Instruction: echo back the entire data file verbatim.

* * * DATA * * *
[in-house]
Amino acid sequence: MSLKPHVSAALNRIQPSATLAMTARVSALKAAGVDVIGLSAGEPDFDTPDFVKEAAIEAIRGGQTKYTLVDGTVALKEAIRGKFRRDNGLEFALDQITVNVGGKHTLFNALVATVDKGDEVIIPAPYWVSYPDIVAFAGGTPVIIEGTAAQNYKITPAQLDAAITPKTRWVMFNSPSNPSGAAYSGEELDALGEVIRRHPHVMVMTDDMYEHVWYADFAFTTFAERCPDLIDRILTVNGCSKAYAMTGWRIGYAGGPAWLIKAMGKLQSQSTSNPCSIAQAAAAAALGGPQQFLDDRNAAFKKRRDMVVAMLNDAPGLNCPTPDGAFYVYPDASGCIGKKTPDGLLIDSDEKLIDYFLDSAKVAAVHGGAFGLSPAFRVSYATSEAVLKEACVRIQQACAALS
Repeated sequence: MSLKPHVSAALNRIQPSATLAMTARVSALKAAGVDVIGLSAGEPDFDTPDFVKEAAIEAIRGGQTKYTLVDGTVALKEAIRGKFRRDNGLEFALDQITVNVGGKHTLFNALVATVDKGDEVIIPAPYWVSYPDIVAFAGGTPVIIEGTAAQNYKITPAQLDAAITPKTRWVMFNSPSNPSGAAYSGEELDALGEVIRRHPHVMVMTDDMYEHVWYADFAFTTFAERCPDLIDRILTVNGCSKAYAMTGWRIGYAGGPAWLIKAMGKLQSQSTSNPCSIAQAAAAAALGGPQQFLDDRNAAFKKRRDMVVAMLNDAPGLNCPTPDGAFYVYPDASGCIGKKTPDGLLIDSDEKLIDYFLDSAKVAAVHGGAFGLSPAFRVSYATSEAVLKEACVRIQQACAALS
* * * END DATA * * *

[in-house]
Amino acid sequence: MSLKPHVSAALNRIQPSATLAMTARVSALKAAGVDVIGLSAGEPDFDTPDFVKEAAIEAIRGGQTKYTLVDGTVALKEAIRGKFRRDNGLEFALDQITVNVGGKHTLFNALVATVDKGDEVIIPAPYWVSYPDIVAFAGGTPVIIEGTAAQNYKITPAQLDAAITPKTRWVMFNSPSNPSGAAYSGEELDALGEVIRRHPHVMVMTDDMYEHVWYADFAFTTFAERCPDLIDRILTVNGCSKAYAMTGWRIGYAGGPAWLIKAMGKLQSQSTSNPCSIAQAAAAAALGGPQQFLDDRNAAFKKRRDMVVAMLNDAPGLNCPTPDGAFYVYPDASGCIGKKTPDGLLIDSDEKLIDYFLDSAKVAAVHGGAFGLSPAFRVSYATSEAVLKEACVRIQQACAALS
Repeated sequence: MSLKPHVSAALNRIQPSATLAMTARVSALKAAGVDVIGLSAGEPDFDTPDFVKEAAIEAIRGGQTKYTLVDGTVALKEAIRGKFRRDNGLEFALDQITVNVGGKHTLFNALVATVDKGDEVIIPAPYWVSYPDIVAFAGGTPVIIEGTAAQNYKITPAQLDAAITPKTRWVMFNSPSNPSGAAYSGEELDALGEVIRRHPHVMVMTDDMYEHVWYADFAFTTFAERCPDLIDRILTVNGCSKAYAMTGWRIGYAGGPAWLIKAMGKLQSQSTSNPCSIAQAAAAAALGGPQQFLDDRNAAFKKRRDMVVAMLNDAPGLNCPTPDGAFYVYPDASGCIGKKTPDGLLIDSDEKLIDYFLDSAKVAAVHGGAFGLSPAFRVSYATSEAVLKEACVRIQQACAALS